Google watchers have had a lot to look at lately.
First, the Wall Street Journal reported that Federal Trade Commission staff in 2012 issued a report that found “Google Inc. used anticompetitive tactics and abused its monopoly power in ways that harmed Internet users and competitors.” To quote the report, according to the WSJ, Google’s “conduct has resulted — and will result — in real harm to consumers and to innovation in the online search and advertising markets.” The Commissioners, under the previous commissioner, Jon Leibowitz, nonetheless voted not to investigate, at least as a result of a countervailing report from the economics bureau that advocated against an investigation. This report includes any number of specific issues: taking content from other sites to augment their own; “placing restrictions on websites that syndicate its search results from also working with rivals,” and “by restricting advertisers’ ability to use data garnered from Google ad campaigns in advertising run on rival platforms.”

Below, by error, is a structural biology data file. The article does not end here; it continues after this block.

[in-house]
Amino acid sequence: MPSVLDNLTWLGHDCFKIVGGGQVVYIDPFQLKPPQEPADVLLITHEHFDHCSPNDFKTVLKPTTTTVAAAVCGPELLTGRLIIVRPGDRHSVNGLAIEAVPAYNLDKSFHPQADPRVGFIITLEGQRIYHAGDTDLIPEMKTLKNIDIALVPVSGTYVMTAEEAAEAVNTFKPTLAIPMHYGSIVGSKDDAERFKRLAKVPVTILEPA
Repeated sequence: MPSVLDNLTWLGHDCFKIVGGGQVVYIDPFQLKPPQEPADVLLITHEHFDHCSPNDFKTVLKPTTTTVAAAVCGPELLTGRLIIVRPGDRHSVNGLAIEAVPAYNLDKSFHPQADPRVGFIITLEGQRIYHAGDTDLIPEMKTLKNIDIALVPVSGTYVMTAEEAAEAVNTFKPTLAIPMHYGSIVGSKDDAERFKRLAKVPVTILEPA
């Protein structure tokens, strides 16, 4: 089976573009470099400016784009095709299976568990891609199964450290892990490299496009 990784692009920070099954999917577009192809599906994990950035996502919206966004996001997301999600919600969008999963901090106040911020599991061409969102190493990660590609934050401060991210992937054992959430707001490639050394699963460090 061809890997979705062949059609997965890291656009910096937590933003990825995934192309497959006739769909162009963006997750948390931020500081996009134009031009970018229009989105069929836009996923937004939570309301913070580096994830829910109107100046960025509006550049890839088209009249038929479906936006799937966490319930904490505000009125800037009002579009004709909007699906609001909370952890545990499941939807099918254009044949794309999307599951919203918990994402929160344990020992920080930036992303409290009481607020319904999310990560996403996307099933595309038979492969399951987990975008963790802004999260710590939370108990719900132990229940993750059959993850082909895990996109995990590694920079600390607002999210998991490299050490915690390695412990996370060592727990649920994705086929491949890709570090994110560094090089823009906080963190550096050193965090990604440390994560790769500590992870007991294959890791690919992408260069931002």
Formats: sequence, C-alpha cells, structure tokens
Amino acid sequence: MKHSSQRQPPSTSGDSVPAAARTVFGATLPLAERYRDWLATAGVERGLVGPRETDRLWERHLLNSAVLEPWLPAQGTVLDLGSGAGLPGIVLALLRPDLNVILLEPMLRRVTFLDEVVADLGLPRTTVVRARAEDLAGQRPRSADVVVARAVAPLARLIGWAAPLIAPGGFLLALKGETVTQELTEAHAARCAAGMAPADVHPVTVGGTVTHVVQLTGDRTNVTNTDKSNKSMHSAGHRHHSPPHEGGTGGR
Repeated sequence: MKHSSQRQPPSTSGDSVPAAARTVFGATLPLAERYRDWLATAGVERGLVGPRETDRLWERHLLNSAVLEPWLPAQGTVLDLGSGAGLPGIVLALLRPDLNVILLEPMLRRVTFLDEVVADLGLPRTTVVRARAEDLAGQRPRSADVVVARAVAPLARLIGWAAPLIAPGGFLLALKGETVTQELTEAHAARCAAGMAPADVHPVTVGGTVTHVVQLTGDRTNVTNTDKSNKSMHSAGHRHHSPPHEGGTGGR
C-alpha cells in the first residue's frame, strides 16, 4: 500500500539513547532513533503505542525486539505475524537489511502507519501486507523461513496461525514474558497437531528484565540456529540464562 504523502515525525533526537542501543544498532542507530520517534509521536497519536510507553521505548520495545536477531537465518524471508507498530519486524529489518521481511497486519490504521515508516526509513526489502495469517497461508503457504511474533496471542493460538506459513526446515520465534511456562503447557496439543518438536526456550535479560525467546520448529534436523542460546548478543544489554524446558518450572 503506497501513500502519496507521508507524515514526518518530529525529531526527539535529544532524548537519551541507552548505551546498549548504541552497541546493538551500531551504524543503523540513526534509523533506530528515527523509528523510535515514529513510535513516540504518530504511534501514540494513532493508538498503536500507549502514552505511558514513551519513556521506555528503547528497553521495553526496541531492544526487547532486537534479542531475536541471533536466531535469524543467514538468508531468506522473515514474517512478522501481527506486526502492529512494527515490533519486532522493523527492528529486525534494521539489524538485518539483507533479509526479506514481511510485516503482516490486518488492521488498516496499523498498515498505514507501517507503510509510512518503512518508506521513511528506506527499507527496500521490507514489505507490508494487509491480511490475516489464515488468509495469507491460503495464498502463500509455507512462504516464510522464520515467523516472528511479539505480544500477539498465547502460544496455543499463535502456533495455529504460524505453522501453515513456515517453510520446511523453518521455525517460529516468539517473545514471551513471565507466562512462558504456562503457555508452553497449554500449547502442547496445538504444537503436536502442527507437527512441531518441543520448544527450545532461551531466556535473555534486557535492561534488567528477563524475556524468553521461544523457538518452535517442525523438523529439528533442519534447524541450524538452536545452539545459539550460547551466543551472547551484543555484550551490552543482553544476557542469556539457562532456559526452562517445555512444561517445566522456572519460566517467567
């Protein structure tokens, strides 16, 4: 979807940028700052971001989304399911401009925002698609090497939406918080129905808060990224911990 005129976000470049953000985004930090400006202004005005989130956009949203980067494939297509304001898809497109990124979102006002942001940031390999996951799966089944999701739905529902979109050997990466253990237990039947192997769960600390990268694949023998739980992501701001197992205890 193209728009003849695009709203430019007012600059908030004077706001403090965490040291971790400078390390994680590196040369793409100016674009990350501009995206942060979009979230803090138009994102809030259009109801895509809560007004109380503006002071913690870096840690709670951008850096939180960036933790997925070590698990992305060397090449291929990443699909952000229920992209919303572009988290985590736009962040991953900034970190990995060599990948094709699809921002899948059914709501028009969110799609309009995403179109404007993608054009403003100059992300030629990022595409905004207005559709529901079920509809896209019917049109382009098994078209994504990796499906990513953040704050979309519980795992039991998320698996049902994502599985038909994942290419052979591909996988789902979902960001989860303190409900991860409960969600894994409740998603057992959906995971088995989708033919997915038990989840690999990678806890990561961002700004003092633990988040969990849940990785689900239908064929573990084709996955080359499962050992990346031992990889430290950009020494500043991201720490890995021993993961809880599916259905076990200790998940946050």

The timing of this information is likely of particular interest to the European Commission as it continues its investigation into Google’s practices in the search market. This decision involves a number of legal issues that revolve around anti-trust actions. With an even greater market share in Europe for search than in the U.S., Google has the E.U.’s attention. The E.U. also has a lower threshold for anti-trust than the U.S. does. Having already been sanctioned in parts of Europe for its privacy violations, it may be instructive for the more market-friendly United States to take notice of this decision.
Finally, all eyes are on the Polis/Messer bill to see the substance and issues that are (or are not) addressed. Parents, privacy advocates, and education stakeholders alike are paying close attention in the wake of concerns such as Google’s announcement last year that it had been scanning student emails for advertising purposes. Still, the language previewed thus far is focused squarely on software and services marketed to schools, as opposed to consumer devices used in schools, such as Chromebooks. How these consumer device privacy policies are being kept in check to prevent profiling of students remains unknown. For now, we continue to wait and see…
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